Q: Can I sue my family if they were the one's responsible for the foreclosure and the medical debt, and the falsified doc.

The Power of Attorney they made me sign in another place they made me go, and it was Mexico, and they said it was for the ability to rent my house out, so I wouldn't lose it. And they used it to run their business, and they put ownership in their names, and in their trust, and they didn't get the best tenants, and so I had to run them out, and I did, and I did this after I was out, so mom would stop crying, but while it sat vacant just for a short time, I think that is when the lender took over, and he later auctioned it off, when I was going to sell it for $650,000 but it was worth more, and so 3 months owed to them possibly and they got a house they listed in the MLS and they never tried to find me. It shows that the new owners didn't buy it, it just transferred into their name and don't they have a right to contact the original owner and find out where she disappeared to?

1 Lawyer Answer
James L. Arrasmith
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  • Foreclosure Defense Lawyer
  • Sacramento, CA
  • Licensed in California

A: Under California law, you may have grounds to sue if your family used a Power of Attorney to defraud you, resulting in foreclosure and medical debt due to their actions. Misuse of a Power of Attorney, especially to falsify documents or to alter property ownership without consent, is a serious matter. If they misrepresented the purpose of the Power of Attorney and then used it for their benefit, leading to financial loss and property loss for you, this could constitute fraud and breach of fiduciary duty.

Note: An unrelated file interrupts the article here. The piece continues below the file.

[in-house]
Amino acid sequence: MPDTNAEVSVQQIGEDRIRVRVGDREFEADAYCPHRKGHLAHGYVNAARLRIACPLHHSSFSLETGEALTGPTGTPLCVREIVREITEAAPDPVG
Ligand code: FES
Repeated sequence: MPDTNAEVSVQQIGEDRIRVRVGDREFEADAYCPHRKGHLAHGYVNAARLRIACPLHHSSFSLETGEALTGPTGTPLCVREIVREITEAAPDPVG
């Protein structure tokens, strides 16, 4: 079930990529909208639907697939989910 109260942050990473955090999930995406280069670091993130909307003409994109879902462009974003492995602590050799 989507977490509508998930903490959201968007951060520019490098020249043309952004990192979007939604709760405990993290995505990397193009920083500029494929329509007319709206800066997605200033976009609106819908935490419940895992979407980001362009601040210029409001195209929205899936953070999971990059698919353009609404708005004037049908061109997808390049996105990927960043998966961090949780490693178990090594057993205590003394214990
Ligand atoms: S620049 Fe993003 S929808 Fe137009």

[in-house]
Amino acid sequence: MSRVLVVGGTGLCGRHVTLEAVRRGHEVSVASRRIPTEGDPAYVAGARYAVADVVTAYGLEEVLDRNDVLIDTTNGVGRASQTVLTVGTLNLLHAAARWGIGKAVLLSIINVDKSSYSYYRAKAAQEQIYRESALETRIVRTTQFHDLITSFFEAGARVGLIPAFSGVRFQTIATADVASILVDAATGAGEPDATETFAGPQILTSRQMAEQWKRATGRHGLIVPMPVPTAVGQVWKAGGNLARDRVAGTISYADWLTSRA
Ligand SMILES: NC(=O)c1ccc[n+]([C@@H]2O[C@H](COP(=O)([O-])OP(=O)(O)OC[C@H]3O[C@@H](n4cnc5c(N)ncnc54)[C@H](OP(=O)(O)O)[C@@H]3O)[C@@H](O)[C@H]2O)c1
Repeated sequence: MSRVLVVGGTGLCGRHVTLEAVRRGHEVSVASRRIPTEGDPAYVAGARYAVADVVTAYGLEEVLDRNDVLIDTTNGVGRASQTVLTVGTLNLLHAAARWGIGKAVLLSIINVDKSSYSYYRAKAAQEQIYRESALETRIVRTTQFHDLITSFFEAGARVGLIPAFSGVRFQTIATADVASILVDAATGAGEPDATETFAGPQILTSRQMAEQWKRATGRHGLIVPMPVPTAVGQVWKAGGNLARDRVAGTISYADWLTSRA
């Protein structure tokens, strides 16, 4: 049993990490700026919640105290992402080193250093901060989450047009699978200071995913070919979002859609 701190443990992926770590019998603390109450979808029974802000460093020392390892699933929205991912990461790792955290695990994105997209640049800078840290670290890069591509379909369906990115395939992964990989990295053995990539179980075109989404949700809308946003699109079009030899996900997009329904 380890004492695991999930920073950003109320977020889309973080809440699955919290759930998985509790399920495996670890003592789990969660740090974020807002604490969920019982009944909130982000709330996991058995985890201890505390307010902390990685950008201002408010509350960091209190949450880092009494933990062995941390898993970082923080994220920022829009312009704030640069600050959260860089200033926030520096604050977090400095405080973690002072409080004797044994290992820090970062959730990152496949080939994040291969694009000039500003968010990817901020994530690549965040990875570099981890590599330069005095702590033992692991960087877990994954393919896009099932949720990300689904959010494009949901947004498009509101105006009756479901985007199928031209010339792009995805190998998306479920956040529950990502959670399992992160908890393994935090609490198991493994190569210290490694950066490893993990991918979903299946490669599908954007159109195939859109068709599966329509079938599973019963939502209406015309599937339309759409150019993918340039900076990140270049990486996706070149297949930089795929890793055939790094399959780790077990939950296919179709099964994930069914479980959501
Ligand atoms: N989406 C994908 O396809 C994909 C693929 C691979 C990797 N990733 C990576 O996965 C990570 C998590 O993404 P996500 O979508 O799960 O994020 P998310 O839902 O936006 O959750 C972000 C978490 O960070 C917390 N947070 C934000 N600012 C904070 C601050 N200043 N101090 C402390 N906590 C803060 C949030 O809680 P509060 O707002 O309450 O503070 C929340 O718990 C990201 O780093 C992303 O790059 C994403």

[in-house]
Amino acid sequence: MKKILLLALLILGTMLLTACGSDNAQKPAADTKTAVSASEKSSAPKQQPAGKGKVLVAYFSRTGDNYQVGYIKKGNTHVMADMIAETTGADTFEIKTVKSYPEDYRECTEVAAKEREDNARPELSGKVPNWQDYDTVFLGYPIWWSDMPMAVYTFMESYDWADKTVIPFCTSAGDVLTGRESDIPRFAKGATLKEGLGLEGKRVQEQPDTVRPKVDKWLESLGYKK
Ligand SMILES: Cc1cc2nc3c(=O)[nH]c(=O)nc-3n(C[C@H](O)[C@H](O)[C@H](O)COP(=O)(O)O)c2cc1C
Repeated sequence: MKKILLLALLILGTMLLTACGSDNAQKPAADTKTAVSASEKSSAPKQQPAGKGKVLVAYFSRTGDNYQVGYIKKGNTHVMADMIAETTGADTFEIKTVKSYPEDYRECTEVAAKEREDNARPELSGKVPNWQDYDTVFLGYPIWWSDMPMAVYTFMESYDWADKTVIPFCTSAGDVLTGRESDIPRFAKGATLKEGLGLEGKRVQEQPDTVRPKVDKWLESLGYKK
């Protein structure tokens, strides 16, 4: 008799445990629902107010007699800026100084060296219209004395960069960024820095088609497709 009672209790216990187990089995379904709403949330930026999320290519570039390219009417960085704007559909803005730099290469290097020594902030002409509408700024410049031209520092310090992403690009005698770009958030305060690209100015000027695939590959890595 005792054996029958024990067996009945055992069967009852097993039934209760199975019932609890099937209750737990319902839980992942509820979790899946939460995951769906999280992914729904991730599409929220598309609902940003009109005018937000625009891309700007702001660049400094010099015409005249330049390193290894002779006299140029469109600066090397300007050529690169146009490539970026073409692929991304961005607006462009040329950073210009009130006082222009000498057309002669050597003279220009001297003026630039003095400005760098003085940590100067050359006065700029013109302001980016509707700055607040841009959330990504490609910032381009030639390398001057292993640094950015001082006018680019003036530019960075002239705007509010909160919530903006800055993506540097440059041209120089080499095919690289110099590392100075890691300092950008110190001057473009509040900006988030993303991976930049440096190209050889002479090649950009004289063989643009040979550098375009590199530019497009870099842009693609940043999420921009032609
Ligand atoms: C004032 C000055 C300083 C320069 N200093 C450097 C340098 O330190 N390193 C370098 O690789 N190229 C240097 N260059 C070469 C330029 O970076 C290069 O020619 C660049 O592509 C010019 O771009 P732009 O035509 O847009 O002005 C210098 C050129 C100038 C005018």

It is essential to gather all documentation related to the Power of Attorney, the property transactions, communications with your family, and any financial records showing the impact of their actions. This evidence will be crucial in building your case. You should also obtain the foreclosure documents and any correspondence from the lender to understand the timeline and actions taken against your property.

Consult with an attorney experienced in real estate and family law to evaluate your situation and advise you on the best course of action. Legal action against family members can be complex and emotionally charged, but your rights and financial interests are important. An attorney can help navigate the legal process, represent your interests, and work towards recovering your losses.

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